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Stitch Meditation Practise

Respect your body

I don’t know about you, but I find traditional meditation and mindfulness nigh on impossible, so it was a wonderful revelation to discover stitch meditations.

What I am enjoying most about this is it allows for experimentation – what is important is the process of creation – the stitching itself. It really does calm the mind and because the concept is that you are only creating a small embroidery really just as a meditative practice there is no sense of having to make something out of it. Instead, Liz suggests that you simply allow the stitching to flow in whatever direction feels good.

Embroidery in progress

I have always enjoyed quotations so I decided to include these in my meditations – this is one I took away with me on Holiday recently, as you can see I began with a very rough outline of a couple of pink chalk circles on the left hand side. The picture above was the result after one evening’s stitching – experimenting in this way, I was combining practising my French Knots (a very new skill) and the different effect that you could find by using varying thicknesses of thread. Those simple ovals – lifted up from the background because of the thick cotton Perle – in the centre, but I worked a thinner flat floss around the edges to create anchor the flower onto the canvass. The stems were created using lovely chain stitch, and fern stitch worked well to create feather like leaves.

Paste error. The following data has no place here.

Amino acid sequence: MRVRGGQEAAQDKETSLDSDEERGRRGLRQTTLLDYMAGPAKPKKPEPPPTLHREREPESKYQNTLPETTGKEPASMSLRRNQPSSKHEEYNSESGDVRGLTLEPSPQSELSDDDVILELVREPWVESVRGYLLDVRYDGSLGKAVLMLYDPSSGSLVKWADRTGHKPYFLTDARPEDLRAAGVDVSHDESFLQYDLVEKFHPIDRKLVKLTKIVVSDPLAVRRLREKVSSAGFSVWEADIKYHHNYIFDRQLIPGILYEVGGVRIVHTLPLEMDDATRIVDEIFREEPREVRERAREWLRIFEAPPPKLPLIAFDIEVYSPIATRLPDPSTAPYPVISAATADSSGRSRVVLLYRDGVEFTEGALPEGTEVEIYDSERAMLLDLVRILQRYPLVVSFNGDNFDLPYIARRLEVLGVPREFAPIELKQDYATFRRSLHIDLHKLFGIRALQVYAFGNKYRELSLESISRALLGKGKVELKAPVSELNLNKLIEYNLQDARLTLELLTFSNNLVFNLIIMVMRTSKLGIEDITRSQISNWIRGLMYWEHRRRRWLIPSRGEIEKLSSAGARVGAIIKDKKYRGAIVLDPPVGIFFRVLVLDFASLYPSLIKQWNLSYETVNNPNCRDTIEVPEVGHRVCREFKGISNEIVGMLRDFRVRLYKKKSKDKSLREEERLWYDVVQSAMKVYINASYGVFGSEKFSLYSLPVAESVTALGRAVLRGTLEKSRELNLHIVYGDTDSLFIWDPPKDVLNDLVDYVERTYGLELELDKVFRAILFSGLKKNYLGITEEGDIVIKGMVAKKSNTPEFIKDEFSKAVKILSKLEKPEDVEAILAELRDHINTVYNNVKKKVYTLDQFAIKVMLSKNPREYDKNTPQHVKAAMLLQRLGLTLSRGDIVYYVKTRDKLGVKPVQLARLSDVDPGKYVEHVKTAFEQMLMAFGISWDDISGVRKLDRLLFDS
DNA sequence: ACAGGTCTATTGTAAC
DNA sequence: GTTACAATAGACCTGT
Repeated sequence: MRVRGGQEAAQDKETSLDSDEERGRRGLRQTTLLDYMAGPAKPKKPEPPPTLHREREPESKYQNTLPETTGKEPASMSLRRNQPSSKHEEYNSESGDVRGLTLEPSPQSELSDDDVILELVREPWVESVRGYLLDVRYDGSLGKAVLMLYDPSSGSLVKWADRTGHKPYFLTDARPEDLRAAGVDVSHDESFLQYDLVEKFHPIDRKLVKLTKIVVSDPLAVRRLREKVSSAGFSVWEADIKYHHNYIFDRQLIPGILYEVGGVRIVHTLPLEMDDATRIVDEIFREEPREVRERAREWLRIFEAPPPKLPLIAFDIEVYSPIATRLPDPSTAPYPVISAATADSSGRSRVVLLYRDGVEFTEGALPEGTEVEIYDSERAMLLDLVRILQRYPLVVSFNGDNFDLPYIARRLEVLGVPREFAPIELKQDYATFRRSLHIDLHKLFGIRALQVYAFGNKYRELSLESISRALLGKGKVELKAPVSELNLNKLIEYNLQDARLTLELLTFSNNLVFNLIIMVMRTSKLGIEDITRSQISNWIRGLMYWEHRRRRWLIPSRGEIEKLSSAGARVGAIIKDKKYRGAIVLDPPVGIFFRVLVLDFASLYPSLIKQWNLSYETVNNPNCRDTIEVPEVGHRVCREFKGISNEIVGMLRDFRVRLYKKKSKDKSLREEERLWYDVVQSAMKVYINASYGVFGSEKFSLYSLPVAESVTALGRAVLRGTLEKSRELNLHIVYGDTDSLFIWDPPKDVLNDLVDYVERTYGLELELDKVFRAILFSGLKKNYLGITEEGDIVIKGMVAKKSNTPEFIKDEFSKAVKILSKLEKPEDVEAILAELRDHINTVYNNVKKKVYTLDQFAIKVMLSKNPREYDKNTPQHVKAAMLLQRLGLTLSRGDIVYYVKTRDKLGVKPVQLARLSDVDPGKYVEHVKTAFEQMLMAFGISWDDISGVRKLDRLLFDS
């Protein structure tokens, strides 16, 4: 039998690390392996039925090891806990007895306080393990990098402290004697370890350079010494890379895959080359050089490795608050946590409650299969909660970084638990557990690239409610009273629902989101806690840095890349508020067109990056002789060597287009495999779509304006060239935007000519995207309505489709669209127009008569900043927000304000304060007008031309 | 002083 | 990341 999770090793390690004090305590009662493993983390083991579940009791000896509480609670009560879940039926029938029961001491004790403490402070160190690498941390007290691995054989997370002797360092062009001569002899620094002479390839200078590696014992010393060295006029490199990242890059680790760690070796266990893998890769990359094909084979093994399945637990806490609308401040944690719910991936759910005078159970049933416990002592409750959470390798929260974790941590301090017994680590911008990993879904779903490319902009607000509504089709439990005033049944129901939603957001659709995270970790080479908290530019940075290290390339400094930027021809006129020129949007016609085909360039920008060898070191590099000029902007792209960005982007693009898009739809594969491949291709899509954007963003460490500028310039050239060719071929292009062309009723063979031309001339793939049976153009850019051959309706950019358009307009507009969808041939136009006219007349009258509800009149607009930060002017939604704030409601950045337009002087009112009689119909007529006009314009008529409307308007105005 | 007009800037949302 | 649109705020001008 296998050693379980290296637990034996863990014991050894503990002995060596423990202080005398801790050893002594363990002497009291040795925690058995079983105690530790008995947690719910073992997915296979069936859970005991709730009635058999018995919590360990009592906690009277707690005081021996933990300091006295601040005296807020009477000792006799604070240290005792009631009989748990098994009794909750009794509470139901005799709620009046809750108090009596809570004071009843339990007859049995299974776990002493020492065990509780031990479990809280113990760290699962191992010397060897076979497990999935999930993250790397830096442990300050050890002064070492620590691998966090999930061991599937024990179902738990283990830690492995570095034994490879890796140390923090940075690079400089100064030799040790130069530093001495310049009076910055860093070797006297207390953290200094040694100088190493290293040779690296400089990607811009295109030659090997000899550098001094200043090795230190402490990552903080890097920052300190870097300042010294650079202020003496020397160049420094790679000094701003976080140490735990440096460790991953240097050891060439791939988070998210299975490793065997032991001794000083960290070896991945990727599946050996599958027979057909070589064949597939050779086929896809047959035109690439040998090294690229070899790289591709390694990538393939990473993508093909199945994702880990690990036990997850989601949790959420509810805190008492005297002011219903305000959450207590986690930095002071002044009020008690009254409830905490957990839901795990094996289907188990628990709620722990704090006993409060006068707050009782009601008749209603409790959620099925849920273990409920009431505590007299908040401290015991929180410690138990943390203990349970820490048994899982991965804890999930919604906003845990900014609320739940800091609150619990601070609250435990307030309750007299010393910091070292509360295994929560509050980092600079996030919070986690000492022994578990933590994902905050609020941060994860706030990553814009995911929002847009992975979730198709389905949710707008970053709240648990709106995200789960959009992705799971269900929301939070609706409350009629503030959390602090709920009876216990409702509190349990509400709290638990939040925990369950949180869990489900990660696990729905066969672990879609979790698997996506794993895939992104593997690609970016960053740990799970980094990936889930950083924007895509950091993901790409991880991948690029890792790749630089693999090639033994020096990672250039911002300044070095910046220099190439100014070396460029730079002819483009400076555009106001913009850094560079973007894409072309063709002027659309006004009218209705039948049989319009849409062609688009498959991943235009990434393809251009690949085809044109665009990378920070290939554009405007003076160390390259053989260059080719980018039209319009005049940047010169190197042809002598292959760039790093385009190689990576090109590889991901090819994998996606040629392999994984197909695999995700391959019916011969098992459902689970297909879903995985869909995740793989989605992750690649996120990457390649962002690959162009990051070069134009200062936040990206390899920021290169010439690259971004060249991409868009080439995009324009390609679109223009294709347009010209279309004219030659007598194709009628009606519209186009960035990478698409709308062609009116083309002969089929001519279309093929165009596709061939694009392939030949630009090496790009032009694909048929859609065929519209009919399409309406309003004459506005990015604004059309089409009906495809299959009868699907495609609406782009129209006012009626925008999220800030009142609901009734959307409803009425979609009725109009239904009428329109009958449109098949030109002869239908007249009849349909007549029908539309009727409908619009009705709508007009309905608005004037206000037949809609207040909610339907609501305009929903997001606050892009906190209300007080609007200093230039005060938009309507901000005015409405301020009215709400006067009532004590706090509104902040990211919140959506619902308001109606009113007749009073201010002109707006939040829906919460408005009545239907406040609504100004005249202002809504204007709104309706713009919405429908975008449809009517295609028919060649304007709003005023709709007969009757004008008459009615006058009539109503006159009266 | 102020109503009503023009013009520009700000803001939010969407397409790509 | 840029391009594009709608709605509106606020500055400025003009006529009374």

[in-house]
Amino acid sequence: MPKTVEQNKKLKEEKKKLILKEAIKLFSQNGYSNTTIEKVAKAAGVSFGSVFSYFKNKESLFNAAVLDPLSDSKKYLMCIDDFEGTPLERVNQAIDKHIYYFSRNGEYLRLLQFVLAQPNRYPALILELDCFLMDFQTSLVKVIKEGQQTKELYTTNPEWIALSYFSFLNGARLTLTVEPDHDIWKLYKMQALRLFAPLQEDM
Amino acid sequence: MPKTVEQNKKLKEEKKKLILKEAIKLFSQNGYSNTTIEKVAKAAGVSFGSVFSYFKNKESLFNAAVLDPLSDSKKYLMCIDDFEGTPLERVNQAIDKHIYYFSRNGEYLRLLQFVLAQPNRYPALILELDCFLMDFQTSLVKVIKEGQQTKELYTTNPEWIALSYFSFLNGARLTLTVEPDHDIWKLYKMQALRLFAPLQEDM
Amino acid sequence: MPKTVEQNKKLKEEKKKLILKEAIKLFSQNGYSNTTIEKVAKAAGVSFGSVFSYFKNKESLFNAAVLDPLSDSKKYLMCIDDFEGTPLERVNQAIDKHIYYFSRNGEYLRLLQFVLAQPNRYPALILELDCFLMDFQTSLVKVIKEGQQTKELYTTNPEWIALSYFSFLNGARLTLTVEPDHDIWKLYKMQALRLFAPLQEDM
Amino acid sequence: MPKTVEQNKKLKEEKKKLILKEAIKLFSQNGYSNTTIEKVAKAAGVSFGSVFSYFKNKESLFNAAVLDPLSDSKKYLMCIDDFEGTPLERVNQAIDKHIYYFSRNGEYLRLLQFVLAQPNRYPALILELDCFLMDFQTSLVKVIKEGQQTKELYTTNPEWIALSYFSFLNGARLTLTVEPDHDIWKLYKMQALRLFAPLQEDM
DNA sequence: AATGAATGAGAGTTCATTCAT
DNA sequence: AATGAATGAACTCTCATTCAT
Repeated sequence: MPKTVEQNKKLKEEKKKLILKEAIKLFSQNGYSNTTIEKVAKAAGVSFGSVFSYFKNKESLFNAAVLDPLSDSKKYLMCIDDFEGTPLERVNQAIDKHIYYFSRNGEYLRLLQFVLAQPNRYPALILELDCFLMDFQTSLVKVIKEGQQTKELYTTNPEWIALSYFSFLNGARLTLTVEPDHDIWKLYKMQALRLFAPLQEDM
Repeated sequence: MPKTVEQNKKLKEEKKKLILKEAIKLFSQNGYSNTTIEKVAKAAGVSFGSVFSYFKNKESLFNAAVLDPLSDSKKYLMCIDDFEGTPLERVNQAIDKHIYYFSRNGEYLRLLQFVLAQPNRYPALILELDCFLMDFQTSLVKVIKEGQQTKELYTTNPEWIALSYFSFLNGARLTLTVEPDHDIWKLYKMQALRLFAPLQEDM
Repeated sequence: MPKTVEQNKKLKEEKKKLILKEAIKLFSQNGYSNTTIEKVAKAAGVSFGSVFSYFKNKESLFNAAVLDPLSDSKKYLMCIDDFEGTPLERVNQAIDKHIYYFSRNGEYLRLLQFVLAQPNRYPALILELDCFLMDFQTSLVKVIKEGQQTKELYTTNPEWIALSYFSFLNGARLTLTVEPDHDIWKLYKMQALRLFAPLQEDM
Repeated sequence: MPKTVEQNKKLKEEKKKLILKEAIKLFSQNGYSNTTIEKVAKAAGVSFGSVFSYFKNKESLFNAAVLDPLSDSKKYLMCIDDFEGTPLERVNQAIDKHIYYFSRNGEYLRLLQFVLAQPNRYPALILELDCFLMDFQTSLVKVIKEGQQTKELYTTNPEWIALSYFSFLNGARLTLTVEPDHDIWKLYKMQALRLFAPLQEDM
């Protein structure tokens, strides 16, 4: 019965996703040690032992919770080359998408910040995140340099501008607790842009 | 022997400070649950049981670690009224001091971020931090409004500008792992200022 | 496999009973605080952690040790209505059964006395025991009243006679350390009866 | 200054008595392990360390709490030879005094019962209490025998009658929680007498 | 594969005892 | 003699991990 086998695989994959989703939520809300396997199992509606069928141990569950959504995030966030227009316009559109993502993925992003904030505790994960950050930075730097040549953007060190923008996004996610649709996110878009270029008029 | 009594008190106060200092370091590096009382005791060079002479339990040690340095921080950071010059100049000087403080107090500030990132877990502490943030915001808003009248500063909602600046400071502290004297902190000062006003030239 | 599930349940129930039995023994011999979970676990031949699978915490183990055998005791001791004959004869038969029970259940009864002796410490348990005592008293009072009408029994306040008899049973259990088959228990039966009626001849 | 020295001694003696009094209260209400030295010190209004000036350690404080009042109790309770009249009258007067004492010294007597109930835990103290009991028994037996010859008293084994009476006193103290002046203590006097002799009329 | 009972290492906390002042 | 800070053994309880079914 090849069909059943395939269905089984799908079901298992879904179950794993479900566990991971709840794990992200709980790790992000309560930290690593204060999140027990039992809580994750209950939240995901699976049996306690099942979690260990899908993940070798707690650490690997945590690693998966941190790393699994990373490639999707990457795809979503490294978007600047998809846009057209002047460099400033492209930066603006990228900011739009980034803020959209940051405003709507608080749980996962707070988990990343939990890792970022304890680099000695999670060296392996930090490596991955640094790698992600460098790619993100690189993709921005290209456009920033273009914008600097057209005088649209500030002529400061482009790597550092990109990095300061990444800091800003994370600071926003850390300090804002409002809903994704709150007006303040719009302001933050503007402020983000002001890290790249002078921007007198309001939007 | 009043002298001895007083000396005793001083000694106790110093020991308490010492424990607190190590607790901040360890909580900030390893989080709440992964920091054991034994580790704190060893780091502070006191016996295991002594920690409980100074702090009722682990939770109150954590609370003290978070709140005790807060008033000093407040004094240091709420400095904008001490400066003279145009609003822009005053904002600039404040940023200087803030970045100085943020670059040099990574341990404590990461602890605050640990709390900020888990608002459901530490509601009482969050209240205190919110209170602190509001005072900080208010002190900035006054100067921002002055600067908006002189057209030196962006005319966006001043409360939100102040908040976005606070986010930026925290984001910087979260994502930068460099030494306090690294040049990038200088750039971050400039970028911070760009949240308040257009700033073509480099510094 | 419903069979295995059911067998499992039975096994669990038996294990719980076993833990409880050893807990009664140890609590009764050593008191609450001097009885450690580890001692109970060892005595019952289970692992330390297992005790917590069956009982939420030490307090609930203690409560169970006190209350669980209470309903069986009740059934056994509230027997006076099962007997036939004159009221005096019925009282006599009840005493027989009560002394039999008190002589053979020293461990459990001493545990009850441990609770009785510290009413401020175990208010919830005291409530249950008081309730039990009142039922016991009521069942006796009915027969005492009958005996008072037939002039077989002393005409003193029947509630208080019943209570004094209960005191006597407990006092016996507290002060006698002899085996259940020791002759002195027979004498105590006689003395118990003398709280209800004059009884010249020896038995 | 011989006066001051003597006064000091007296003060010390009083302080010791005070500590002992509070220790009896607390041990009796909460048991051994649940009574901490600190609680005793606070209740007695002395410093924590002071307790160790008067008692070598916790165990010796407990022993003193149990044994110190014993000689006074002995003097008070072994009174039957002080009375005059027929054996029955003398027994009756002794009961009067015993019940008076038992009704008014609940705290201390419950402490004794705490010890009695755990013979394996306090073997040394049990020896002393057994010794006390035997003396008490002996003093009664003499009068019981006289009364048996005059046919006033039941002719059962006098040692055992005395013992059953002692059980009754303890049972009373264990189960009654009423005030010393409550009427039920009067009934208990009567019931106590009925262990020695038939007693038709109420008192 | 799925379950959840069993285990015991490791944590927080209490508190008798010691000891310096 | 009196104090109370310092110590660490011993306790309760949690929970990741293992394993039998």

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The second evening I decided to fill in the circles – but what I intended to do did not quite work so I ended up doing a long and short stitch in two colours – topped off with yet more lovely French knots. This process is amazing, because when I looked at what had evolved it was so much nicer than my original idea!

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The quotation was really apt for me, I really needed to rest and when you work from home it is hard to relax so spending time away was perfect. We were staying in a National Trust cottage in Devon – rather than going to various locations – we decided to spend our days, enjoying walks in the beautiful gardens and surrounding woodland and rolling hills of the Tamar Valley. The rest of the time we enjoyed quiet afternoons with the log burner crackling away, while E read and I stitched away merrily. One afternoon I discovered a TV channel called Talking Pictures that was showing a 1940s version of Rebecca! complete bliss!

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By the end of the week, the stitch meditation was complete –  I felt completely restored by the rest and we said goodbye to the cottage taking fond memories of a wonderfully relaxing time.